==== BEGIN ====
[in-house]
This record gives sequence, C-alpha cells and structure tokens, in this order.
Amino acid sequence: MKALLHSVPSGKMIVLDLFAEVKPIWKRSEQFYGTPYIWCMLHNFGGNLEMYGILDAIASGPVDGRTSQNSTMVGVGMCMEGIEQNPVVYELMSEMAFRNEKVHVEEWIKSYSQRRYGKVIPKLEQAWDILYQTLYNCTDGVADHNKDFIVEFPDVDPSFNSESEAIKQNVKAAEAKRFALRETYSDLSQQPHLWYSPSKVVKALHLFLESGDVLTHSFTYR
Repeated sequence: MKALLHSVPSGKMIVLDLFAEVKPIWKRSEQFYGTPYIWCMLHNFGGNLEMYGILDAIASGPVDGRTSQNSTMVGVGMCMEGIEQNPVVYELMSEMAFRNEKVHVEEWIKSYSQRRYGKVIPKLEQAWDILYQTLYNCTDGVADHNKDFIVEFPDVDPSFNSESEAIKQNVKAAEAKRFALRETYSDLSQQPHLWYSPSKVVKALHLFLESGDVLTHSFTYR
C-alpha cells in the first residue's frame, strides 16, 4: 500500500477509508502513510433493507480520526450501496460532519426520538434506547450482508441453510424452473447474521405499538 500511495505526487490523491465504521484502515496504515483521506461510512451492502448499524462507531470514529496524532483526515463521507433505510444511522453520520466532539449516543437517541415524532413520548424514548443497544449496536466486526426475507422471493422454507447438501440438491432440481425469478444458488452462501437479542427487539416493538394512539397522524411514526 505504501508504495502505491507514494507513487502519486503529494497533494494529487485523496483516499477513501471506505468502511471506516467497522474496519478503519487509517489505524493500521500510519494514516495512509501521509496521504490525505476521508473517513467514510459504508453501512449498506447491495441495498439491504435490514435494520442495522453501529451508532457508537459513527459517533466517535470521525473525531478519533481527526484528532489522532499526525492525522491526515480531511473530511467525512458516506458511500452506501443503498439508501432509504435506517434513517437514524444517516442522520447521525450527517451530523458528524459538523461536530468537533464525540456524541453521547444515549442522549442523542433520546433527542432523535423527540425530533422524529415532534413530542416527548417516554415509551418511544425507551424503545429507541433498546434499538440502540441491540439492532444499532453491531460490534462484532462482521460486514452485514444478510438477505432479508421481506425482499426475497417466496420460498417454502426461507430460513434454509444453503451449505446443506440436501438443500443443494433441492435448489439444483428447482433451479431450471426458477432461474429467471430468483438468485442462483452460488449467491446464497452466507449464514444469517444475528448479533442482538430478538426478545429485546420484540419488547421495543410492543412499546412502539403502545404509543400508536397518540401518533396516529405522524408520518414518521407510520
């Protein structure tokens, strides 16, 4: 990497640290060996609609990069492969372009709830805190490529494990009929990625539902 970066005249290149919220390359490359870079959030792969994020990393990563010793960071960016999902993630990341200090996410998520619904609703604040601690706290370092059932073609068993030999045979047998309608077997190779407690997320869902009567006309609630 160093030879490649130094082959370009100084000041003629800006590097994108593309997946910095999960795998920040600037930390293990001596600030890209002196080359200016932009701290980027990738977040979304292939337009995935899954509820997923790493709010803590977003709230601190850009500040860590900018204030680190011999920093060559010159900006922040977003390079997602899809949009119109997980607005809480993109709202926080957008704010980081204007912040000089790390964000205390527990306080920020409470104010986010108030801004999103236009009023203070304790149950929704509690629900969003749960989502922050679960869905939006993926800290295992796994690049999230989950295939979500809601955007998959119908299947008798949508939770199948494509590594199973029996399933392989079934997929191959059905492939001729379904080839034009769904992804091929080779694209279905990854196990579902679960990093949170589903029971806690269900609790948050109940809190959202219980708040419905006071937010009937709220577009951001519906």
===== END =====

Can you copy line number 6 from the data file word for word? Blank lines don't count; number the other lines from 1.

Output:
């Protein structure tokens, strides 16, 4: 990497640290060996609609990069492969372009709830805190490529494990009929990625539902 970066005249290149919220390359490359870079959030792969994020990393990563010793960071960016999902993630990341200090996410998520619904609703604040601690706290370092059932073609068993030999045979047998309608077997190779407690997320869902009567006309609630 160093030879490649130094082959370009100084000041003629800006590097994108593309997946910095999960795998920040600037930390293990001596600030890209002196080359200016932009701290980027990738977040979304292939337009995935899954509820997923790493709010803590977003709230601190850009500040860590900018204030680190011999920093060559010159900006922040977003390079997602899809949009119109997980607005809480993109709202926080957008704010980081204007912040000089790390964000205390527990306080920020409470104010986010108030801004999103236009009023203070304790149950929704509690629900969003749960989502922050679960869905939006993926800290295992796994690049999230989950295939979500809601955007998959119908299947008798949508939770199948494509590594199973029996399933392989079934997929191959059905492939001729379904080839034009769904992804091929080779694209279905990854196990579902679960990093949170589903029971806690269900609790948050109940809190959202219980708040419905006071937010009937709220577009951001519906």